All text excerpted directly from publication
For years it has been said in Hollywood that the first thing on actor does after he or she becomes successful is to buy on expensive house. Then maybe you bought a flashy car, and then, at least in Hollywood’s golden age, you probably bought a yacht. Among the first to do it all was the legendary director Cecil B. DeMille.
The house next door to DeMille’s, designed by a local architect named Clarence Dodd, was rented by a man who was already the most famous star in the world, Charlie Chaplin. Then, after Chaplin moved in 1917, DeMille bought the house to serve as a 5,000-square-foot home office.
DeMille’s wife, Constance, was responsible for furnishing and running the first house and saw to it that heads of state and industry leaders were entertained royally. But it was from his office in the second house that, for more than forty years until his death in 1959, the director exercised his power and prerogatives as the uncrowned king of Hollywood. Occasionally, he even used the property as a location; a scene from his famous 1927 film King of Kings was shot in an olive grove on the grounds.
Walking into the beautifully restored living room of that house is a spine-tingling experience. There, in the large bay with its leaded glass windows, where a pair of comfortable chairs now sit, was the desk where DeMille developed most of his seventy films that are part of Hollywood history: The Ten Commandments (both the 1923 film and its 1956 remake, which would be DeMille’s final film); 1934’s Cleopatra with Claudette Colbert; Union Pacific (1939); Unconquered (1947); and 1952’s The Greatest Show on Earth, the only film for which he won an Oscar™. From that desk, the director could gaze at his countless awards and Oscar™ displayed atop a large built-in bookcase, filled with history books like H.G. Wells’s History of the World. For years after his death in January 1959, his secretary, who came in daily to attend to family business, would make certain that the desk calendar was turned to the proper date and that all the pencils were sharpened.
Today the desk and the bookcase are gone, but the bookcase remains in spirit. The original intricately carved mahogany columns that once defined its design have been integrated into a mahogany cabinet that hides modern electronics. But it was nearly lost. “When the previous owners bought it in the mid-1990s,” says the present owner (appropriately a film and television producer), who acquired the property in 1999, “it was in such bad repair they thought seriously of razing the house…there were actually coyotes living in the attic.”
Brian Tichenor, who, with his wife, runs Tichenor and Thorp, a Beverly Hills landscape and building architectural firm, spent the next eighteen months heading up a multimillion dollar restoration of the house. “The place was in very, very bad shape,” Tichenor says, “totally dilapidated…Actually words cannot describe how horrible it was. The only thing that was livable was the living room (DeMille’s office) which also served as a screening room, the rest of the place was nothing. In a day when home theater is a multibillion dollar industry, it comes as a bit of a shock that a ‘screening room’ in the early days was nothing more or less than a projector and a screen set up wherever you were—like showing movies in a fourth-grade class today.”
During the DeMille era, the director used the entire upstairs, a rabbit warren of small rooms, to store his papers; accordingly, Tichenor’s biggest challenge—more than clearing out the coyotes and cleaning the place up—“was to make the house coherent.” In addition to major work on the upstairs—during which a large, open master bedroom was created—a kitchen had to be carved out of several small rooms on the main floor. In the basement that was undeveloped, a maid’s room and gym were built. The mahogany-paneled stairwell was also in pieces, but luckily, there was enough left to copy for the restoration.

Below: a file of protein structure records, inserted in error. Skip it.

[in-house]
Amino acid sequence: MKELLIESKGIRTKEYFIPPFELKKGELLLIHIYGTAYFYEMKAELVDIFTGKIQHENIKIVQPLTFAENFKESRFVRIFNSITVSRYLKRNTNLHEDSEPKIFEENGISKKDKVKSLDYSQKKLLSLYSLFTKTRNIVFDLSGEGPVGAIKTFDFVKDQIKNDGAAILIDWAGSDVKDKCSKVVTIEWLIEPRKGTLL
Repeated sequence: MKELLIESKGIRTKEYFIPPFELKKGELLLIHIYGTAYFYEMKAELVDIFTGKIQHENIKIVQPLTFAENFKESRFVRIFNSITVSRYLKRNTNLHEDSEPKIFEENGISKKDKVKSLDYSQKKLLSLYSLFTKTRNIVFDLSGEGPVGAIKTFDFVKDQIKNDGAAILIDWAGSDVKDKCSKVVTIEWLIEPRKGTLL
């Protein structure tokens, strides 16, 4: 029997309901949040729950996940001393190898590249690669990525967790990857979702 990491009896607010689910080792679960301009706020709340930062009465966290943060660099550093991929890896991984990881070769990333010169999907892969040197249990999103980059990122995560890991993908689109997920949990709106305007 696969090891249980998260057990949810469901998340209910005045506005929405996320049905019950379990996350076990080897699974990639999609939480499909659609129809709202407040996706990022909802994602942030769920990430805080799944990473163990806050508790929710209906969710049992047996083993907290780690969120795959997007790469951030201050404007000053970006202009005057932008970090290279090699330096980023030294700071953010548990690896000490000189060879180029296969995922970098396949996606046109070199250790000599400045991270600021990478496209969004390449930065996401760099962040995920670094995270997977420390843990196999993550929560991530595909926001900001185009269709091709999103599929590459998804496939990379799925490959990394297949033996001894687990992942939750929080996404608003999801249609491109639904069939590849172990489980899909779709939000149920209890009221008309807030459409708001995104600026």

Because the breezeway that connected the DeMille residence next door and the house that served as his office had largely rotted away, it was removed. Tichenor came up against the frequently told story that the breezeway had been designed by the Bay Area architect Julia Morgan, famed for designing publisher William Randolph Hearst’s San Simeon estate as well as Examiner building in Los Angeles. “I went into the matter thoroughly,” Tichenor says, “and it turns out that there is absolutely no evidence that she had anything to do with the design of the breezeway except that there is a record that she visited DeMille at one point and that some of the window treatments in what is left of the breezeway look something like her work in the Bay Area. She may have made a sketch on a napkin or something which DeMille could have given to a contractor.” It is fairly certain, however, that Frank Lloyd Wright, Jr. [known as Lloyd] designed the leaded glass windows of the solarium of the living room and the front door of the house.
The film vault where DeMille stored his films was also beyond repair. The rebar reinforcement of the concrete structure had corroded and the roof had collapsed. It ahs been replaced with a greenhouse in which the present owner raises orchids. Tichenor also put in the new pool and gardens, and hired art restorers to replicate the wall decoration of the loggia from old photographs. He put a new roof on the house to which he later added solar panels for heating water.
“The house was mostly restored when we bought it,” says the new owner. “We completed the landscaping and some exterior hardscaping.” The previous owners made two larger bedrooms out of the four upstairs. Because the bathrooms remained small, however, the new owners decided o move a closet into the sitting room off the master bedroom and enlarge the master bathroom to its present luxurious dimensions. The house no longer has the same floor plan, but thanks to a meticulous, historically respectful restoration, it does have the spirit of that time when Hollywood ruled world entertainment, and Cecil B. DeMille ruled Hollywood.